But it’s still StarCraft. It’s still a joy to go through the now-familiar ritual of training and killing, and even the easiest missions are designed with the attention to detail that we’ve grown to expect from this series. Every single mission is interesting in some way. And even the easier moments exercise your mind in the way that only a real-time strategy game can. As Raynor points out, it’s just like riding a bike.

Heart of the Swarm‘s campaign — which took me about 11 hours to finish — is quite good, and I imagine I’ll play through it again at some point in the near future. There are some surprises, and most of the dialogue is so silly and endearing that it’s kind of brilliant. Here’s an example, from the inevitable Raynor-Kerrigan exchange in which they talk about how battling feels just like old times:

Raynor: “My hair’s got more grey in it.” Kerrigan: “And my hair’s got more Zerg.”

But the campaign is just gravy. The real appeal of Heart of the Swarm is that it enhances the StarCraft recipe. More missions, more plots, more units, more buildings, more balancing and tweaking of the formula that Blizzard has been following for many years now. Harvest. Build. Recruit. Kill. Repeat.

The game — not the interactive story, but the set of rules and conditions that form the basis of StarCraft II: Heart of the Swarm — has grown into a classic, an eternally replayable e-sport that you could seriously compare to chess or even football without making people snicker. (Good luck doing that in 1998.) I have played thousands of matches in StarCraft and StarCraft II over the past decade and a half, and I don’t think I’ll ever get sick of it.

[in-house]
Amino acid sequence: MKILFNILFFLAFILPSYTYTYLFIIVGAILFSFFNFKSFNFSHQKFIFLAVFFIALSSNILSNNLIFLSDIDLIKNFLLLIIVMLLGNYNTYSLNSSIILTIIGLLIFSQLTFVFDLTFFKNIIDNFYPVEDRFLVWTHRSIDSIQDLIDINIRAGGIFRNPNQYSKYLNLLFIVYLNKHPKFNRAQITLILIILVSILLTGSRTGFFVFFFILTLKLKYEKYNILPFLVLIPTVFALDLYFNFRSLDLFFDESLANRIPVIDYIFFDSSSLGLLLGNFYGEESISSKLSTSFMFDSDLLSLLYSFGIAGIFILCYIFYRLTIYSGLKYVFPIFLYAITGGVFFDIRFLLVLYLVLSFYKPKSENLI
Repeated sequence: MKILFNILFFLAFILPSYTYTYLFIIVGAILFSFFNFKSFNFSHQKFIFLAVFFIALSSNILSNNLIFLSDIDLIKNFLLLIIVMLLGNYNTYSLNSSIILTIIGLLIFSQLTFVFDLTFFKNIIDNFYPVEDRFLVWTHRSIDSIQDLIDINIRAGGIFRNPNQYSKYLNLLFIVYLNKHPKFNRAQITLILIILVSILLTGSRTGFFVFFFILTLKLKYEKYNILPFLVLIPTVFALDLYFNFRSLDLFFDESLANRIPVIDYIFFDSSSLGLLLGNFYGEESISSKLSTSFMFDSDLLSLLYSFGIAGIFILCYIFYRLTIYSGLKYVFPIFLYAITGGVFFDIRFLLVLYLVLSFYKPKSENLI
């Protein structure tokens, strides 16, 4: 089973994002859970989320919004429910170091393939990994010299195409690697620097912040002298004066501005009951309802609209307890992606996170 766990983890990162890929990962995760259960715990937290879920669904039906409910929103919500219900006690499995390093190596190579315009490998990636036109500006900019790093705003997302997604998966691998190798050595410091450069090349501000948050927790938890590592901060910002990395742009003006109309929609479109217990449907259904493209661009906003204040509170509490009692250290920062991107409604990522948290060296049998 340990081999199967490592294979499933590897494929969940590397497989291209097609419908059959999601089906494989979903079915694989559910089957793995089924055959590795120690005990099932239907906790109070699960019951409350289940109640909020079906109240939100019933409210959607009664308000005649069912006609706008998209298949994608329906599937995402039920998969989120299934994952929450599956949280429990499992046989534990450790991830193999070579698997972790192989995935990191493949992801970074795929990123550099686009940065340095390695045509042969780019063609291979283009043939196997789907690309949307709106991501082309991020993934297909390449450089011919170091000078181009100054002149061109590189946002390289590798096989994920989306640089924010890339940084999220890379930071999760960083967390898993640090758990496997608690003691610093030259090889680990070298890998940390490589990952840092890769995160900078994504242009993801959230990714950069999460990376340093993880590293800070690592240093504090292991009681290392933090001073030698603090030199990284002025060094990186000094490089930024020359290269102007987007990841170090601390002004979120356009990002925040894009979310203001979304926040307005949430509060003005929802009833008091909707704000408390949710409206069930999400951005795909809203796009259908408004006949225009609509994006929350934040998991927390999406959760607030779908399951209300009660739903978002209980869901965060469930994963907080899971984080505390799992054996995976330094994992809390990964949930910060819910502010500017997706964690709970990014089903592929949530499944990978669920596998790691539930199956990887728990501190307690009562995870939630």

Some people prefer to play against the computer. Other people like to hop online and delve into custom maps. (SCII ships with a map editor, and tons of friendly modders have hacked up all sorts of crazy scenarios that you can play online for free.) But you really haven’t played StarCraft until you’ve played it against other people. Forget Raynor and Kerrigan: it’s other human beings who make StarCraft II great. Two people starting off on a level playing field and fighting to see who’s better — not who’s luckier, or who spent the most time grinding for gold, but who’s better. Who’s better at mastering the rules and figuring out how to outsmart their opponents in a game that’s as demanding as any sport.